14 July 2013

What the American Eagle Thinks of Dacotah

The American Eagle has flown to the west,
Leaving the land that she loveth the best,
Has gone to Dacotah, to dwell in the wild,
A land on which God in his mercy ne'er smiled,
Which Missouri flows through with its river of mud,
Where no flowers ever blossom or trees ever bud,
Save the cottonwood mean, or the willow so tough,
If you've split them or burnt them you know well enough,
And there she has perched on a wild desert cliff,
To take of the air that's around her a sniff
She hears an old wolf that comes out of his den,
He switches his tail, and then burrows again,
She sees a small prairie-dog come forth to bark,
Then retire once more to his hermitage dark,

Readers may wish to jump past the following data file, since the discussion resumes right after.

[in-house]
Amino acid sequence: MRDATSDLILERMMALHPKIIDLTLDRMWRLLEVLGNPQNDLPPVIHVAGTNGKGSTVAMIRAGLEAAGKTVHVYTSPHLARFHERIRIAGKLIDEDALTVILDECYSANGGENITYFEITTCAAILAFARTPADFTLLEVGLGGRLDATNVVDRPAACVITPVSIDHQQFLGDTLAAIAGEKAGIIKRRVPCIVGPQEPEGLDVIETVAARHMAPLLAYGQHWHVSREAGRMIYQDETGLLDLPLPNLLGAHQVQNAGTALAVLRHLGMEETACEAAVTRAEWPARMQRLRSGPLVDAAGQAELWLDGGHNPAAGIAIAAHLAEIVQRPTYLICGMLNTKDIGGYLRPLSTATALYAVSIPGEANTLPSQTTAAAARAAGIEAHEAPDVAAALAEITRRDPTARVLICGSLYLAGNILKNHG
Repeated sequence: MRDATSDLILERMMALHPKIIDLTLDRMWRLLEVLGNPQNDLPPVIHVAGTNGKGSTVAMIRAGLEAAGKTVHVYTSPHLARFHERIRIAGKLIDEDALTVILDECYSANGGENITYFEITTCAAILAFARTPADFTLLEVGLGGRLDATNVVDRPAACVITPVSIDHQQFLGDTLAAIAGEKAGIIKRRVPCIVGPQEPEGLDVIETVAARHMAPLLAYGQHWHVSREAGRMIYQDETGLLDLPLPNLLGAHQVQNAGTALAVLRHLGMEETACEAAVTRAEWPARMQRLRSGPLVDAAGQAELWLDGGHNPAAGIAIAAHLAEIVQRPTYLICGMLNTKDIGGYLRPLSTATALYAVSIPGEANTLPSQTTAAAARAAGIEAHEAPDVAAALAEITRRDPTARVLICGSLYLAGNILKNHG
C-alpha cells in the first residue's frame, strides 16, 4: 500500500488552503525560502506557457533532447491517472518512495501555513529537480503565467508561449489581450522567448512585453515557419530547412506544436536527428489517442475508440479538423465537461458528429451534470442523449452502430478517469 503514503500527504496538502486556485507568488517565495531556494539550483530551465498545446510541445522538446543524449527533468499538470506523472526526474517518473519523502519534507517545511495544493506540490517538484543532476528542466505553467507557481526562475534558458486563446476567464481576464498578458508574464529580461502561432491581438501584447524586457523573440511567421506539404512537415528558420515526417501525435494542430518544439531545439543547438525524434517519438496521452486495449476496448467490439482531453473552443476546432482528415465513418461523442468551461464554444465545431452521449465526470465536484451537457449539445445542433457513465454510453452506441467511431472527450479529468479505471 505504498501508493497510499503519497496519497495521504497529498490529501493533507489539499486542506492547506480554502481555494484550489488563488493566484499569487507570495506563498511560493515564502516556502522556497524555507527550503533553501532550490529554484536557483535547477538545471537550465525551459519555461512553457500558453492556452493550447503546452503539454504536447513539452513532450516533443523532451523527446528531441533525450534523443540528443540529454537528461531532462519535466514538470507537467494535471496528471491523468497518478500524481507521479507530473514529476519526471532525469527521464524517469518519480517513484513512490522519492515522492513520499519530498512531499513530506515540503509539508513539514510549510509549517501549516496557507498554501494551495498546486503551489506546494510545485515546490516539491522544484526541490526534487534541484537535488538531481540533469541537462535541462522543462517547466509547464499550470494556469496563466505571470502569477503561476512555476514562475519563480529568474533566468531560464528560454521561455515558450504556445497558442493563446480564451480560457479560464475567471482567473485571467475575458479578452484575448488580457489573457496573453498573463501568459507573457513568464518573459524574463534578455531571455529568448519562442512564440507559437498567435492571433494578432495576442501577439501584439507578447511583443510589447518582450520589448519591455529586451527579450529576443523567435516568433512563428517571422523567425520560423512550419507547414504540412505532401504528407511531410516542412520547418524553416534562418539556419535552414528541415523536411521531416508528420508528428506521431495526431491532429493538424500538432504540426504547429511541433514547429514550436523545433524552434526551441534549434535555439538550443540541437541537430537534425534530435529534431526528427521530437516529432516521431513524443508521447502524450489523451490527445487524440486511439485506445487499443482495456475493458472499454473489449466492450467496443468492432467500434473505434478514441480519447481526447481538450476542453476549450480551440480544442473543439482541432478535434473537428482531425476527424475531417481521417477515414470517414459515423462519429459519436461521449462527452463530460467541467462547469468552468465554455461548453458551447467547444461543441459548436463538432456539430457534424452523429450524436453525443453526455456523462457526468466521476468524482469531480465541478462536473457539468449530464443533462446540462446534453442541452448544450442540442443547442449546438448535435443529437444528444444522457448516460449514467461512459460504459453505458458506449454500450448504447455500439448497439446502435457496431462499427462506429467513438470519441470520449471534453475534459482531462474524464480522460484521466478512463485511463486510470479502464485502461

Then she spies in a thicket of cottonwood brush,
An elk through the wilderness go with a rush,
Then a buffalo herd canter by with a roar,
Shake their tails and their horns till she sees them no more,
Than an Indian at last in his skins and his paint,
Gives the air that's around her a repulsive taint,
A flock of lean buzzards wheel off in the blue,
To add to the desolate cast of the view.
The Earth is bare wherever she looks,
She sees neither fountains no clear water brooks,
Arid plains like Sahara where simoons have swept,
And hills on whose summits no dew ever wept,
"If this is the land of Dacotah," she cries,
"I pity the 1st U.S. V. at Fort Rice."
Then plumes her gay wings, and soars far from the scene,
To lands more delightful and skies more serene.
Anonymous; Captain E.G. Adams, editor. June 22, 1865. Fort Rice Frontier Scout 1(2): 2. An annotation printed in the column beneath this poetic expression said that "Every article in this paper is original, and sees the light for the first time."